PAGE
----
I’m excited to be back in the Northern part of the park later in our trip – assuming things work out as planned crossing the Limpopo. For now, after a couple days relaxing at a spa based around a natural hot spring and digging for fossils in the Cradle of Humankind, we will head across the country to the Kalahari Desert and Kgalagadi Transfrontier Park before heading into Namibia.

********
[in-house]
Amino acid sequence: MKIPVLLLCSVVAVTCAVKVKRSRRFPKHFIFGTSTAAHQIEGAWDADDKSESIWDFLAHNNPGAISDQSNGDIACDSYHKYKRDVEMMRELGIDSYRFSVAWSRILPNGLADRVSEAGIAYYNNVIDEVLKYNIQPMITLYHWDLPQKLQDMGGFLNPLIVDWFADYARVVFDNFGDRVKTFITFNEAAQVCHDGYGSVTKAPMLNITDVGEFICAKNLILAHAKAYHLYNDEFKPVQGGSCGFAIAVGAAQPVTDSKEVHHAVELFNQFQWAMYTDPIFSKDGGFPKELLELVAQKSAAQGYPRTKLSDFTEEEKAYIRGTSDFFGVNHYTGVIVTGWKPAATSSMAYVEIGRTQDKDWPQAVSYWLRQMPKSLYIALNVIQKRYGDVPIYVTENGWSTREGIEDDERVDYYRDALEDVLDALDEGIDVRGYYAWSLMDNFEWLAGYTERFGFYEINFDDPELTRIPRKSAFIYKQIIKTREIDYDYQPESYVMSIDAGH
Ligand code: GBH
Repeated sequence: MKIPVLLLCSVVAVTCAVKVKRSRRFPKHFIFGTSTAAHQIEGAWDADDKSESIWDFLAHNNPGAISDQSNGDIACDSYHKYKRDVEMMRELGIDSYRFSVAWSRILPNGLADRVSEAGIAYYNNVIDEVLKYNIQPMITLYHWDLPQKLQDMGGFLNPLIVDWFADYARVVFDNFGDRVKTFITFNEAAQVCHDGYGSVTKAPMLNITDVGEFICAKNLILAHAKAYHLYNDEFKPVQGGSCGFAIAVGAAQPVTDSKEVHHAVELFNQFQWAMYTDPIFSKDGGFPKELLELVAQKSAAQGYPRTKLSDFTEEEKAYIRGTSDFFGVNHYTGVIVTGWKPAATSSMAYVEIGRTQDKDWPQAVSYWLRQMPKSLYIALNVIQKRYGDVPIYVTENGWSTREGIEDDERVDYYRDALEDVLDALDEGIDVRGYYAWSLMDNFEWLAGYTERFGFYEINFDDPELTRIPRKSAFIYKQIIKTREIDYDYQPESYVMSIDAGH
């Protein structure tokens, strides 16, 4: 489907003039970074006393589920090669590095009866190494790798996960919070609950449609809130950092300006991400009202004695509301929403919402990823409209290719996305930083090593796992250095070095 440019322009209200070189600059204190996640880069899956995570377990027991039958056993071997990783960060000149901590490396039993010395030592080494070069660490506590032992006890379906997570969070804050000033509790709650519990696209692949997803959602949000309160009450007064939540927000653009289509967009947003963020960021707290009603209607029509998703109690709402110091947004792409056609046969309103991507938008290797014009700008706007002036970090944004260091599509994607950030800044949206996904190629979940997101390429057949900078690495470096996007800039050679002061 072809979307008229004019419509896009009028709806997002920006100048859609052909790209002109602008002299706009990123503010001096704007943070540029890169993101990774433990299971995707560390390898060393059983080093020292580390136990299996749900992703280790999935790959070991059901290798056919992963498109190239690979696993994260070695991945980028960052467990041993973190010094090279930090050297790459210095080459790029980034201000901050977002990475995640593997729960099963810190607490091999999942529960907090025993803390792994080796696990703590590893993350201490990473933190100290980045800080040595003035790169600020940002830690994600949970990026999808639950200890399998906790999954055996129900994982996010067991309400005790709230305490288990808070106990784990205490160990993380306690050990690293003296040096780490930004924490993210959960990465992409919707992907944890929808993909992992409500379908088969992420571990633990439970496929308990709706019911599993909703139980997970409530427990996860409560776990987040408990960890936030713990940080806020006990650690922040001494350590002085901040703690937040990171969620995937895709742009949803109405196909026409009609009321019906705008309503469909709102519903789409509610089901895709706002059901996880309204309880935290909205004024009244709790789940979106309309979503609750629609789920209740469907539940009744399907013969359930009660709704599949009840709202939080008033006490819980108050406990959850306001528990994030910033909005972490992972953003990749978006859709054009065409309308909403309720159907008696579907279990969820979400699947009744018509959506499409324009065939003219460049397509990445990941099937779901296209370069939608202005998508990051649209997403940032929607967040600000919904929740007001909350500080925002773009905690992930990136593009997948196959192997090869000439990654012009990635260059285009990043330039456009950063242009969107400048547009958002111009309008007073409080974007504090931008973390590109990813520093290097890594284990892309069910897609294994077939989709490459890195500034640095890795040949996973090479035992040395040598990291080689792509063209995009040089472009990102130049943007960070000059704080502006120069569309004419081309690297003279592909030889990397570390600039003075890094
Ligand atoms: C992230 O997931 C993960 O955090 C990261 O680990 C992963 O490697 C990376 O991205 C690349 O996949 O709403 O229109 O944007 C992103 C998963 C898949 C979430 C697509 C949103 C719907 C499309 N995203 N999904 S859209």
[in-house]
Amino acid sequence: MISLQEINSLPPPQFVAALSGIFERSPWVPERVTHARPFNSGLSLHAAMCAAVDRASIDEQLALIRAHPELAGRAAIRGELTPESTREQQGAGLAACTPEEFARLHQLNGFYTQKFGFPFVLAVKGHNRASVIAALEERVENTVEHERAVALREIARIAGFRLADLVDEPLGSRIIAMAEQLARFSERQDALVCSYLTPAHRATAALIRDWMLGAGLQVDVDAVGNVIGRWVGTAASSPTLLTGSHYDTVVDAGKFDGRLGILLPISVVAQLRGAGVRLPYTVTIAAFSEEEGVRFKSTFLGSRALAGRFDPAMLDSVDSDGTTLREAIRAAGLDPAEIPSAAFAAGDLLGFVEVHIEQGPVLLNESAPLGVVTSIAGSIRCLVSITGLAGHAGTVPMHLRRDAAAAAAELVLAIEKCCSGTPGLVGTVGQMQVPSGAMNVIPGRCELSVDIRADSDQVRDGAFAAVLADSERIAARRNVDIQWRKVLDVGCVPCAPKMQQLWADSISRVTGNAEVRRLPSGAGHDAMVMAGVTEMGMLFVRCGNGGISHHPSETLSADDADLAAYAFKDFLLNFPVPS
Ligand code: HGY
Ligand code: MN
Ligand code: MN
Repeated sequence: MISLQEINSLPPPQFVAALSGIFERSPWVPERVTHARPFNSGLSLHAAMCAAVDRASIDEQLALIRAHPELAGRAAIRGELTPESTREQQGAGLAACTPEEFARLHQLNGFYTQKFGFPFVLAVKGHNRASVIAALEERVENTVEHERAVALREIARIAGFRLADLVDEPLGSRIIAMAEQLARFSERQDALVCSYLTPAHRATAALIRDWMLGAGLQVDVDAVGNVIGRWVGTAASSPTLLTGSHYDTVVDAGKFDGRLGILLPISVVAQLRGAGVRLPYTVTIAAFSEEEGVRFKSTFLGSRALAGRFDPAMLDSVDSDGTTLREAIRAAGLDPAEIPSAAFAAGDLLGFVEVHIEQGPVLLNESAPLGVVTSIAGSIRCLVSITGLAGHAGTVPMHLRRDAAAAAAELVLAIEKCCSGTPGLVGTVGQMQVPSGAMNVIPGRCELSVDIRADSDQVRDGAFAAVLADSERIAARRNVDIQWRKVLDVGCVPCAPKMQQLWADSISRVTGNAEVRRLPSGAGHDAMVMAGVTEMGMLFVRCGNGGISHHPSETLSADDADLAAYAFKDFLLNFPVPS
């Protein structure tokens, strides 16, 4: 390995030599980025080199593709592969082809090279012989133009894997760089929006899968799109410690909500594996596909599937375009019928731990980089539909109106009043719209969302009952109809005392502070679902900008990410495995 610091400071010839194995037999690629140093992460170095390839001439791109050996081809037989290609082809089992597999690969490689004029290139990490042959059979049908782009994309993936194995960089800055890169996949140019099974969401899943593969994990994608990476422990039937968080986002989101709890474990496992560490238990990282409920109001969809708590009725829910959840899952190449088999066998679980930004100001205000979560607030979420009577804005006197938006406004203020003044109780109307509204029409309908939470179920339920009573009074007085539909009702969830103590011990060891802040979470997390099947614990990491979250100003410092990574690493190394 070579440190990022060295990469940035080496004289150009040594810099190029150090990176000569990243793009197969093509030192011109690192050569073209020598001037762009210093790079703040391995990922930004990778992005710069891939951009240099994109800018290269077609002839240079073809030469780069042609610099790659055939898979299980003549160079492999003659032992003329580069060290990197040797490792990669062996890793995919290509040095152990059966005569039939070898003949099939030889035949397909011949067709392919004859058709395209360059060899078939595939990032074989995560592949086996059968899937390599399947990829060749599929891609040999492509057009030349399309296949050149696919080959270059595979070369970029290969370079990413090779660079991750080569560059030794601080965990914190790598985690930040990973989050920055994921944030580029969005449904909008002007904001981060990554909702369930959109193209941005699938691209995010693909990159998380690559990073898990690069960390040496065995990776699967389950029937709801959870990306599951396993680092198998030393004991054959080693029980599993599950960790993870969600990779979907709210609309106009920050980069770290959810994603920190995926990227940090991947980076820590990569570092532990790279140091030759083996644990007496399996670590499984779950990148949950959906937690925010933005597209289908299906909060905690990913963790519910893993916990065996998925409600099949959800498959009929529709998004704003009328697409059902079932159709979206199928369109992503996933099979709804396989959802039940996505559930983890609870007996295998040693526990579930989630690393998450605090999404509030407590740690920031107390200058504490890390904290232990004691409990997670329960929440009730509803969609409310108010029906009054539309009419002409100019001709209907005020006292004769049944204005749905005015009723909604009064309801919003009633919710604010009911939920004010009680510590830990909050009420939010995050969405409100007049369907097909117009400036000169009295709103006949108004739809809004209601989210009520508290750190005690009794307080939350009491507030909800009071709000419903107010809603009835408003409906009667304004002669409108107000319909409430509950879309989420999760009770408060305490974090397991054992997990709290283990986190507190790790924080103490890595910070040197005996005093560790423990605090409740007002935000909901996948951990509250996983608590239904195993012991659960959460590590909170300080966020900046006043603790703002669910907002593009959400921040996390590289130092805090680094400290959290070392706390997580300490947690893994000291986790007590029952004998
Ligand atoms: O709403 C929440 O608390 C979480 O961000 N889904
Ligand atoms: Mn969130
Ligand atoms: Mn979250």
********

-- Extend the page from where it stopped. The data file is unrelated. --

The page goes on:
The ability to spot animals in the wild is a skill that can be developed. I happen to have a natural knack for it and have been lucky enough to travel with some of the best guides around who helped me hone the skill (it is why even on the back of a truck full of vaqueros in Guyana all looking I was the one to find the giant anteater hiding in the bush). At its root, it is all about contrasts and pattern recognition – quickly scanning the landscape (be it bush, forest, desert, underwater coral garden etc.) and noticing the slightest bit out of place. Some animals give you so little to look for that they are easily missed even by the seasoned professional; but with practice and attention you can learn to not only see the animals but instantly distinguish one from another and focus attention on those of most interest – big and small. Since this skill is purely visual a big component of it is mental and the cadence of a game drive is very important to its success. I have found there are two key moments that determine both actual and perceived success of an outing – the first sighting and the signature sighting. The tension before that first sighting can be immense – I’ve seen it even more with professional guides. It doesn’t have to be the most impressive find but until you see something to relieve the tension it will be hard to spot something good. The signature sighting is what comes to define the particular trip, it could be anything depending on the circumstances – a leopard pouncing on porcupine, lion cubs passing in front of your car separated from their parents – something so memorable that it makes everything else you saw that day feel more impressive while at the same time paling in comparison. That was what our first full day in Kruger was like – both those signature moments happened. Unfortunately, neither happened for us. Which highlights the other, and most determining, aspect of a successful game drive – lucky timing. We arrived two minutes too late to see the leopard pounce, sure we saw the leopard and porcupine going their separate ways but missed the once in a lifetime moment. With the lions, we spent a while watching the pride relaxing at the waterhole but got frustrated by the multitudes of cars that kept blocking us (one of the downsides to parts of Kruger) so eventually went on our way – just before the pride went on the move for the evening and crossed the road between the cars that blocked us. Given the mental nature of game viewing, a very important lesson is don’t dwell on what you didn’t see – it can drive you crazy. Not that I can complain about what we did see – all of the big five many times over, hunting lions, a leopard moving away from its kill left in a tree, an elephant eating alongside us just over the fence at Letaba, thousands of impala, multiple hundreds strong herds of buffalo, elephant breeding herds bigger than my high school graduating class with even more diverse size differences, nearly every antelope species that exists in the park (missing only Sable), hyena nursing outside their den, baby giraffe, a recently poached rhino sans horn (some sightings are sad reminders of how destructive humanity can be), dozens of vultures in a single tree, the list goes on and on. But as I am writing this watching two elephants drink at the floodlit waterhole in Punda Maria we haven’t yet had that grand signature sighting. Good thing we have many more parks and game drives to go. Kruger is amazing, it deserves its reputation as one of the premier parks in Africa. There is something surreal about driving into this great vast wilderness past a golf course being watered by a massive sprinkler system – but I think that is part of what makes this park so special. It is a true African wilderness readily accessible to anyone at any price range and comfort level. The public camps rival the best campsites anywhere in terms of facilities (we, or at least the kids, braved the winter temperature pools in multiple camps), cost and service. The only challenge is reserving the camps you want, particularly for holidays like our first weekend here when some camps are booked up as soon as they open a year in advance. Each of the ones we stayed in though were great – Lower Sabie had the most dense game, Satara had big cats and multitudes of plains game, Letaba had the nicest campsites with action right at the fence and Punda Maria was the most relaxed of the sites with a floodlit waterhole that attracted buffalo and elephant among others. Of course, with that popularity does come crowds particularly at sought after sightings (like any lions – see above) on the paved roads. The crowds also happen to be densest where the game (especially big game) is in the south of the park. Still, there are many roads in the park, even in the most crowded areas, allowing you to drive in near solitude for long stretches save for the animals. Probably the most secluded for us was the day spent on the Mananga Trail, 48 km of 4×4 track limited to up to 6 vehicles a day – with us being the only ones on it the day we went. There was something surreal about it – the feeling of total isolation on a narrow dirt path in the bush the way most of this wilderness was not that long ago. The honey badger running home in the early morning, the rhinos we trailed, the dozens of elephant and giraffe, hundreds of impala, buffalo and zebra that we saw that day were seen by no other humans. Besides the game, there are also the people. We continue to meet many nice couples and families camping alongside us. They are always welcoming (whether sharing an egg or their whisky), offer friendly advice and interesting conversation. It has been great getting to know different South Africans exploring their own country in their own ways – the couple from Phalaborwa for whom the park is an extended backyard, the father and daughter from Port Elizabeth on a family trip with the grandparents, the Johannesburg retirees who turned the back of their van into a travelling bedroom – they all offer different perspectives on this diverse country.